Asbjørn Tiller: Creating soundscapes of the past

The paper explores the relationship between the use of archival film footage and contemporary sound design. The outset for the discussion is the feature length archival compilation film Home Town – Stories from a Century (Trondheimsreisen) (Skatvold, 2018), which is made entirely by using archival film footage from the town of Trondheim. The first clips being from 1906, and the last ones from 1985. The main part of the archival footage in the film was silent. For this background there has been created a modern sound design including background noises, sound effects and Foley for the entire film. In addition, the voice-overs in the film are people sharing their own personal experiences and memories from past times. The discussion will highlight the relationship between these sonic elements and the archival footage by use of terms like sound souvenirs, sound marks and sound icons.

Adam Szymanski: Listening to the Pain: Mental Illness Documentaries at the National Film Board of Canada

The National Film Board of Canada’s catalogue expresses a longstanding concern for mental health. This roundtable intervention appeals to a cluster of documentaries about living with mental illness to show how by listening to the testimonies of their on-screen subjects, these documentarists enacte a radical type of mental health activism which called into question the epistemological foundations of psychiatry while imbuing discourses mental health with a political and existential dimension. Films up for discussion include Cottonland (dir. Nance Ackerman, 2006), a documentary about the effects of an opioid epidemic in Glace Bay, Nova Scotia; Sentenced to Life (dir. Marie Cadieux, 2003) which focuses on the story of a woman who was sentenced to life in prison when she was just nineteen years old; and David With F.A.S. (dir. Gil Cardinal, 1997), a film about a young man’s daily battle with the effects of Fetal Alcohol Syndrome.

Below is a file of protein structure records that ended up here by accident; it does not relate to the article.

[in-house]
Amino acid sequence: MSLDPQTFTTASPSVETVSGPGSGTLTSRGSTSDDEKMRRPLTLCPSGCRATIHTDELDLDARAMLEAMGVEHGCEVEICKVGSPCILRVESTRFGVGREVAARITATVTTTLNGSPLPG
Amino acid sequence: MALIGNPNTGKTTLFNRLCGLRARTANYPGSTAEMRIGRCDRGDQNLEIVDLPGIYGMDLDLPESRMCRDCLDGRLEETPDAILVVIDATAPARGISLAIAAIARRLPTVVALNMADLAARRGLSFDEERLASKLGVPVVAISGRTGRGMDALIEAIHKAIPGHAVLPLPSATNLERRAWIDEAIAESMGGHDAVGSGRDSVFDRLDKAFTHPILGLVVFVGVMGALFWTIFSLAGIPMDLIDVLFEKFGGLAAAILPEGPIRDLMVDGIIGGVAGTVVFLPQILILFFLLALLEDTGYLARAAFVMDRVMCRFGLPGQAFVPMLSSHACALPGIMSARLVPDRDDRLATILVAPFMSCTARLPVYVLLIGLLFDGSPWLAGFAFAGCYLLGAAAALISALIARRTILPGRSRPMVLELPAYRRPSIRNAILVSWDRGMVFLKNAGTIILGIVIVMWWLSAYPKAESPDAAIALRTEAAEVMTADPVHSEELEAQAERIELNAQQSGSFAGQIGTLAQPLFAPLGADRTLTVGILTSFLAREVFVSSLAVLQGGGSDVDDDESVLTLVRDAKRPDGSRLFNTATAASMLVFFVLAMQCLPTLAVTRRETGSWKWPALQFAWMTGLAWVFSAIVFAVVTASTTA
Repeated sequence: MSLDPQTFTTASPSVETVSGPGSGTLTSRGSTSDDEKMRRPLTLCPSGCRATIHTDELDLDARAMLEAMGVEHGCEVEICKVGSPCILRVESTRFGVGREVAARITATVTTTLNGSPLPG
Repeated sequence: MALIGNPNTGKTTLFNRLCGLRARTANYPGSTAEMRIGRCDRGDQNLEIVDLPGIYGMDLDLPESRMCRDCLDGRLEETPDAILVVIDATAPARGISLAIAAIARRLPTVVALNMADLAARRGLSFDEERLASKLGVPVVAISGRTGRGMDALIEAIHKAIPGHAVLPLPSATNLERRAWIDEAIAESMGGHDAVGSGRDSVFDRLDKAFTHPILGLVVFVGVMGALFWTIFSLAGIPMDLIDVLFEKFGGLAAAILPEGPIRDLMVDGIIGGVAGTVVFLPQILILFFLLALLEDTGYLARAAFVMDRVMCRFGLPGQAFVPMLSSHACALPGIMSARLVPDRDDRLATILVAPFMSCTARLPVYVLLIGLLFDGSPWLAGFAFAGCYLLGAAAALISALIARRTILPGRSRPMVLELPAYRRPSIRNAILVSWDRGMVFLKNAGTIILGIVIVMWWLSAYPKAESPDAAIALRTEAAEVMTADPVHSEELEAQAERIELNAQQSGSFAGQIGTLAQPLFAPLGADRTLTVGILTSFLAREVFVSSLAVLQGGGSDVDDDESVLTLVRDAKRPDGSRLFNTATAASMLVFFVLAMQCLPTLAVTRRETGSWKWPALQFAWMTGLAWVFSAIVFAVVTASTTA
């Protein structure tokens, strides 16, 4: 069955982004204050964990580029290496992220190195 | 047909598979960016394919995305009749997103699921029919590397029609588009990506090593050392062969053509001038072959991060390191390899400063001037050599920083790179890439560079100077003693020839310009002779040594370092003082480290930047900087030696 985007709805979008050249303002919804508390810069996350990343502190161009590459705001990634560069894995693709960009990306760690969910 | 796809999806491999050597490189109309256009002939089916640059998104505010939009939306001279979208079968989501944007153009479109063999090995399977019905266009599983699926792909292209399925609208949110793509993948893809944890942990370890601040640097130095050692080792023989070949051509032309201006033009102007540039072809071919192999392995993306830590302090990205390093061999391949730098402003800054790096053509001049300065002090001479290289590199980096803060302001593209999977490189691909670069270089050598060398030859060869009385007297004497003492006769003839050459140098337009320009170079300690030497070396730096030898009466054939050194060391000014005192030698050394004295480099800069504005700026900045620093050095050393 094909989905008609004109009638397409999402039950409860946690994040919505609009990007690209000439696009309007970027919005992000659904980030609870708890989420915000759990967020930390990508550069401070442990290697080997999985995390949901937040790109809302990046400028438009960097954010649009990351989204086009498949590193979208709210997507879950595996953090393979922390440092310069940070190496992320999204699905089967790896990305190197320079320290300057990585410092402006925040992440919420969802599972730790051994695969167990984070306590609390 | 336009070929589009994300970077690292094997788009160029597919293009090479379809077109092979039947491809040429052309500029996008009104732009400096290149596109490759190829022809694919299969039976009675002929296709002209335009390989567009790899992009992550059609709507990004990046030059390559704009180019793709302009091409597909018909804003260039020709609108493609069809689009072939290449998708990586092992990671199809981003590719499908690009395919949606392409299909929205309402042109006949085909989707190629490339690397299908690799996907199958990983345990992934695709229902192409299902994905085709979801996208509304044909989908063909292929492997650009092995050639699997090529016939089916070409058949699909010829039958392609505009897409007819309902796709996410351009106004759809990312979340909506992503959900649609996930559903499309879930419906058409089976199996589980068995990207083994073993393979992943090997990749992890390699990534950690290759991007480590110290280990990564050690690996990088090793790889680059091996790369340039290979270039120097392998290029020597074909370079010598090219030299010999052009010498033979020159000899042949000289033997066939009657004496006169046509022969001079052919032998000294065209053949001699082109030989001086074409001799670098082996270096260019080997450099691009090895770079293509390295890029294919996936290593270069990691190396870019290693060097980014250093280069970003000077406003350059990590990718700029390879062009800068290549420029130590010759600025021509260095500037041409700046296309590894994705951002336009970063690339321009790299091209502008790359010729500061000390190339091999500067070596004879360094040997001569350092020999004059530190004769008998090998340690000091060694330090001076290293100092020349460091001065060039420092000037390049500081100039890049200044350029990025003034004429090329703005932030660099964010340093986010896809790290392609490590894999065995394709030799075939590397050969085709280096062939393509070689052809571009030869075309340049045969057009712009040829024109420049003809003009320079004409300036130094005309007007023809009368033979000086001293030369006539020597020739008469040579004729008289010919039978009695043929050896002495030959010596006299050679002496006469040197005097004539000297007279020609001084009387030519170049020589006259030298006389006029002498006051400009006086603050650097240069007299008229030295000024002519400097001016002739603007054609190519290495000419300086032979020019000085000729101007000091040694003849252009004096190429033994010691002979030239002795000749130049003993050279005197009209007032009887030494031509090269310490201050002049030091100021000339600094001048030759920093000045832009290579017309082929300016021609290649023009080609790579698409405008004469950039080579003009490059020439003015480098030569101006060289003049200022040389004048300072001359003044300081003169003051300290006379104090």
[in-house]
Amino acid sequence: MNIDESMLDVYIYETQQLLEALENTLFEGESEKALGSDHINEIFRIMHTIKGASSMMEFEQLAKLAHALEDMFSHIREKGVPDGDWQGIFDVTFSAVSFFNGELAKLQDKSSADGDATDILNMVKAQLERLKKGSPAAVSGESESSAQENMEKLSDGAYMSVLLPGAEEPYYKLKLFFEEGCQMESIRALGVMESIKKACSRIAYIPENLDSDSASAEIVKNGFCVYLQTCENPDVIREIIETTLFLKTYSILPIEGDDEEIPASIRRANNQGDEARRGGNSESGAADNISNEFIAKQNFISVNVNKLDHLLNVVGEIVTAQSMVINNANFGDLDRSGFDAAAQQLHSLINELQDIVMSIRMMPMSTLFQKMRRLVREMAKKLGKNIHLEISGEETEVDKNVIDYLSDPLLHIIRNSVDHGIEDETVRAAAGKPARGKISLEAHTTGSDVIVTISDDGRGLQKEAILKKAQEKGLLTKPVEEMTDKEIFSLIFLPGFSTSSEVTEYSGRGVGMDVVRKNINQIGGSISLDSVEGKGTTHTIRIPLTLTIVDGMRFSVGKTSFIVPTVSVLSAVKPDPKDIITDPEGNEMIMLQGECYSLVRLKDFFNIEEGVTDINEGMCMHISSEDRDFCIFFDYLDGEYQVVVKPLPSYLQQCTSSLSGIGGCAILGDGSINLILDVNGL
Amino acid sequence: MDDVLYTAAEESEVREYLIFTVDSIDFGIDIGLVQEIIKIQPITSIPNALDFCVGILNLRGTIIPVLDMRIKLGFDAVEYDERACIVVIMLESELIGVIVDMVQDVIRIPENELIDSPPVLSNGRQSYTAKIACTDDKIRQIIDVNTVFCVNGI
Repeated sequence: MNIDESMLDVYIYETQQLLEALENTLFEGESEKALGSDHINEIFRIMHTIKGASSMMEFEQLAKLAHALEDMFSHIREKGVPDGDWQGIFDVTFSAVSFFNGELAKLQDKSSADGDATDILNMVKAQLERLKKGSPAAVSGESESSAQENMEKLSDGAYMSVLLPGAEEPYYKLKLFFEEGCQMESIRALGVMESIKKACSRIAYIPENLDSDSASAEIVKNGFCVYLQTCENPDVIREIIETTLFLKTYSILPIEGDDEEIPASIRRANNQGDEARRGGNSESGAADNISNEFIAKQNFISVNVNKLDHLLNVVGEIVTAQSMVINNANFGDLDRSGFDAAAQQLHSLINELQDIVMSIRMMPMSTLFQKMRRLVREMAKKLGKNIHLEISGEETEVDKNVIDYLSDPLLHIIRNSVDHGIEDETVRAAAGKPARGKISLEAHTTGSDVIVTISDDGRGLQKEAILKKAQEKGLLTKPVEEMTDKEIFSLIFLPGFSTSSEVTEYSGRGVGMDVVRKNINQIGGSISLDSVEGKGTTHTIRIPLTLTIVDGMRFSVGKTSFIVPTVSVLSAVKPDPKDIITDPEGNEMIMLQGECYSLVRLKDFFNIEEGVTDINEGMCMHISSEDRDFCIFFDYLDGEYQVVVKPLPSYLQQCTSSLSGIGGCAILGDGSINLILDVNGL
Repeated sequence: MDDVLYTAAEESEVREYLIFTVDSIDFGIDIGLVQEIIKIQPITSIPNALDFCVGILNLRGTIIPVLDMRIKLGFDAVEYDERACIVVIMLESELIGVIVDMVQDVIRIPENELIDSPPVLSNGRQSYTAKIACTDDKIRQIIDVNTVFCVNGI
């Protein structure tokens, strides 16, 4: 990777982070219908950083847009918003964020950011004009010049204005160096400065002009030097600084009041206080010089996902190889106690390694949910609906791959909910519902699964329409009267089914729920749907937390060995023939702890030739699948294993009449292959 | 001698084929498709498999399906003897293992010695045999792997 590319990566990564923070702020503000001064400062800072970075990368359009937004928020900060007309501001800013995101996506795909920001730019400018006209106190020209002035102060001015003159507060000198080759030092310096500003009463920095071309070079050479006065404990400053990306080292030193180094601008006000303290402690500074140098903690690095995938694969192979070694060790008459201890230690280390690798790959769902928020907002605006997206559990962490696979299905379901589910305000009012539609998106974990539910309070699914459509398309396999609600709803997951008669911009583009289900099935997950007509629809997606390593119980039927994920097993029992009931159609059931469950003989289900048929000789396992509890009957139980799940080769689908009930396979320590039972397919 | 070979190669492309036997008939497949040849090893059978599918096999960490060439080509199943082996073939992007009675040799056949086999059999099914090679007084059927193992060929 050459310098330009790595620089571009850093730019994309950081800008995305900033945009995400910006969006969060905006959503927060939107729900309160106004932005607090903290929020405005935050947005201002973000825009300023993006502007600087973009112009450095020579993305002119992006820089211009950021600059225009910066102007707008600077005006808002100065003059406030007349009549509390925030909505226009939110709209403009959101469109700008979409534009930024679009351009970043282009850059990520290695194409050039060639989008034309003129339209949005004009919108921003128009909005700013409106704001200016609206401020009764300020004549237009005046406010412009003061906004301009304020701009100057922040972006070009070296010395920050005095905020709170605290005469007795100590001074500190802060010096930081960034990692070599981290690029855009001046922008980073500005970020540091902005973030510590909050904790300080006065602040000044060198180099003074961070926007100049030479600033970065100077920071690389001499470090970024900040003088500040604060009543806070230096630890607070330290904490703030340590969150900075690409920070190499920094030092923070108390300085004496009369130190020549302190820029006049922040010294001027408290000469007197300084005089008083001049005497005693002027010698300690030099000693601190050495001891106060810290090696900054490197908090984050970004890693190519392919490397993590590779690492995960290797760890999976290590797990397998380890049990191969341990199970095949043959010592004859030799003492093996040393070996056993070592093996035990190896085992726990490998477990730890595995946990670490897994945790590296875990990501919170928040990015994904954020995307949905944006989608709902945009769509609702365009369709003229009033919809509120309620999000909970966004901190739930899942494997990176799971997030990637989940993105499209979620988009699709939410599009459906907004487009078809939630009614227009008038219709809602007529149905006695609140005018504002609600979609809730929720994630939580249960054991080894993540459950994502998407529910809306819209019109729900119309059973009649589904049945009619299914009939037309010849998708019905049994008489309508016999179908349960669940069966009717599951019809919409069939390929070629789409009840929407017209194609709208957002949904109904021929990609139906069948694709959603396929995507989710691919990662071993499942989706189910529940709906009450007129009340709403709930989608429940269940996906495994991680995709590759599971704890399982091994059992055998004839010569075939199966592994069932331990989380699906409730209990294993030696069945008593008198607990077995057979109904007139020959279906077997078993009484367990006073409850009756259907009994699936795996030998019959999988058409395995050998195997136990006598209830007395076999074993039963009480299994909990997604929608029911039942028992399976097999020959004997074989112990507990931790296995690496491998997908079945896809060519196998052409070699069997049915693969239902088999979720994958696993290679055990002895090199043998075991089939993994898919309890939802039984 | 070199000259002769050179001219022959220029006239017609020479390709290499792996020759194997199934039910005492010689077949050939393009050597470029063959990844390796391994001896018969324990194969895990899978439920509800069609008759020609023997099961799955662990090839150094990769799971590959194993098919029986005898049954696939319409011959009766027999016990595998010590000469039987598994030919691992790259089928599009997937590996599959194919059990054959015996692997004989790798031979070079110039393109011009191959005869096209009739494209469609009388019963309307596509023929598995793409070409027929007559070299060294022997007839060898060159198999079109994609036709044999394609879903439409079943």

Ingrid Galadriel Aune Falch: Presentation of the documentary Oh, it Hertz

Have you ever wondered how sound affects you? The documentary Oh, it Hertz! explores the hidden universe of sound. Sound that can kill cancer. Sound that can be a weapon, that can make objects fly and bridges crumble. Sound that we can’t hear, but which possess the power to make us feel good or bad. 

With this film we gain fascinating insights about how sound affects our ears, bodies, psyche and soul. Insights that can be difficult to convey on film because, in isolation, it is too technical and inaccessible. Producer Ingrid Galadriel Aune Falch will give a short presentation of the film and some of the visual material.

2 December 2019, admin